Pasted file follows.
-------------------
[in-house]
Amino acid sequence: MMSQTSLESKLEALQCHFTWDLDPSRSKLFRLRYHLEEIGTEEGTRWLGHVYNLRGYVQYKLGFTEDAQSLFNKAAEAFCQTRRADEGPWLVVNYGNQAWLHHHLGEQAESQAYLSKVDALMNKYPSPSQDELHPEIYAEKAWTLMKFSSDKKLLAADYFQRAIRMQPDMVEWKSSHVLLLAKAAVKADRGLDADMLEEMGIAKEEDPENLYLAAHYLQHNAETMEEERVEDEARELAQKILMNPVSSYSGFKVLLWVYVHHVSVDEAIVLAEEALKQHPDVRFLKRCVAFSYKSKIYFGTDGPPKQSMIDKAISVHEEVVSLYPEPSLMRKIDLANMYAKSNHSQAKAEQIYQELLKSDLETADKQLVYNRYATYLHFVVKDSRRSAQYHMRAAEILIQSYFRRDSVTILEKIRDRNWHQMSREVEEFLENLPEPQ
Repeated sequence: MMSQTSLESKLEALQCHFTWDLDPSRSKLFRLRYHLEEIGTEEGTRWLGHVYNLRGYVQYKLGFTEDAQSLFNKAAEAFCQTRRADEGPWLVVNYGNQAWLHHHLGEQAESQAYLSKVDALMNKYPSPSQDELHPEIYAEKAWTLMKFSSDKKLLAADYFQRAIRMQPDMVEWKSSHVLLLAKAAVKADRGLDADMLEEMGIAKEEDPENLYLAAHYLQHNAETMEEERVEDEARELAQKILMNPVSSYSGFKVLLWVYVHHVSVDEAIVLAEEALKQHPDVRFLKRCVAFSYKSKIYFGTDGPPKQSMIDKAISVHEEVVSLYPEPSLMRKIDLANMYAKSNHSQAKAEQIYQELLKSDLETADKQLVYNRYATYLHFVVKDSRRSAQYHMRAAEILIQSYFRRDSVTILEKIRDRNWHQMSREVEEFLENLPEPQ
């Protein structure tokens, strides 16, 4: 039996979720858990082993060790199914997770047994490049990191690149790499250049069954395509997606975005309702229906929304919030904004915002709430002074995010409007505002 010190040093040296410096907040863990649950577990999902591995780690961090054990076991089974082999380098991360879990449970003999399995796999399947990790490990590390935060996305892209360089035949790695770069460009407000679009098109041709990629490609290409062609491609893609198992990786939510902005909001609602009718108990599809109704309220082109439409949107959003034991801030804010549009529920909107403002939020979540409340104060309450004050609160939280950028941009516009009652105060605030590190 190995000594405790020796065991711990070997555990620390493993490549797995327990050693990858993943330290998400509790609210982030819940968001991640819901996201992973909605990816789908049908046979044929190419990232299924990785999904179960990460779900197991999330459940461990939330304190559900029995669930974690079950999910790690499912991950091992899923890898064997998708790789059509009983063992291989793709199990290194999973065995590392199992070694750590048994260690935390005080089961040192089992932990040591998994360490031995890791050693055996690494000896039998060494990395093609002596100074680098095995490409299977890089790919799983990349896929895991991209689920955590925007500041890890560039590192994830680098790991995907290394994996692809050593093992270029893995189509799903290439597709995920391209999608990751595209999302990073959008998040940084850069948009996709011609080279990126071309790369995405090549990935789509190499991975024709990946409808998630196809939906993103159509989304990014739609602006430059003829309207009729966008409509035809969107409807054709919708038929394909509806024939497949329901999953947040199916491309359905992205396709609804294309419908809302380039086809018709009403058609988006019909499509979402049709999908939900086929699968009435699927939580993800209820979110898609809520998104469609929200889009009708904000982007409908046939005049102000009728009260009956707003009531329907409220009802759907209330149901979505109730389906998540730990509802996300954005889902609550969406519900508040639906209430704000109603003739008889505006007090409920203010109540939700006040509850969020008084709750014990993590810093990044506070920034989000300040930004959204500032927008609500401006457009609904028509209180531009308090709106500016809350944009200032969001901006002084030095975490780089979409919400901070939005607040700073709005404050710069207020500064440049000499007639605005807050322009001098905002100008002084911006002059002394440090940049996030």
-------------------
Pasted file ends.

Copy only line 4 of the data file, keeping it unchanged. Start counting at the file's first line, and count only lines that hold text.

């Protein structure tokens, strides 16, 4: 039996979720858990082993060790199914997770047994490049990191690149790499250049069954395509997606975005309702229906929304919030904004915002709430002074995010409007505002 010190040093040296410096907040863990649950577990999902591995780690961090054990076991089974082999380098991360879990449970003999399995796999399947990790490990590390935060996305892209360089035949790695770069460009407000679009098109041709990629490609290409062609491609893609198992990786939510902005909001609602009718108990599809109704309220082109439409949107959003034991801030804010549009529920909107403002939020979540409340104060309450004050609160939280950028941009516009009652105060605030590190 190995000594405790020796065991711990070997555990620390493993490549797995327990050693990858993943330290998400509790609210982030819940968001991640819901996201992973909605990816789908049908046979044929190419990232299924990785999904179960990460779900197991999330459940461990939330304190559900029995669930974690079950999910790690499912991950091992899923890898064997998708790789059509009983063992291989793709199990290194999973065995590392199992070694750590048994260690935390005080089961040192089992932990040591998994360490031995890791050693055996690494000896039998060494990395093609002596100074680098095995490409299977890089790919799983990349896929895991991209689920955590925007500041890890560039590192994830680098790991995907290394994996692809050593093992270029893995189509799903290439597709995920391209999608990751595209999302990073959008998040940084850069948009996709011609080279990126071309790369995405090549990935789509190499991975024709990946409808998630196809939906993103159509989304990014739609602006430059003829309207009729966008409509035809969107409807054709919708038929394909509806024939497949329901999953947040199916491309359905992205396709609804294309419908809302380039086809018709009403058609988006019909499509979402049709999908939900086929699968009435699927939580993800209820979110898609809520998104469609929200889009009708904000982007409908046939005049102000009728009260009956707003009531329907409220009802759907209330149901979505109730389906998540730990509802996300954005889902609550969406519900508040639906209430704000109603003739008889505006007090409920203010109540939700006040509850969020008084709750014990993590810093990044506070920034989000300040930004959204500032927008609500401006457009609904028509209180531009308090709106500016809350944009200032969001901006002084030095975490780089979409919400901070939005607040700073709005404050710069207020500064440049000499007639605005807050322009001098905002100008002084911006002059002394440090940049996030």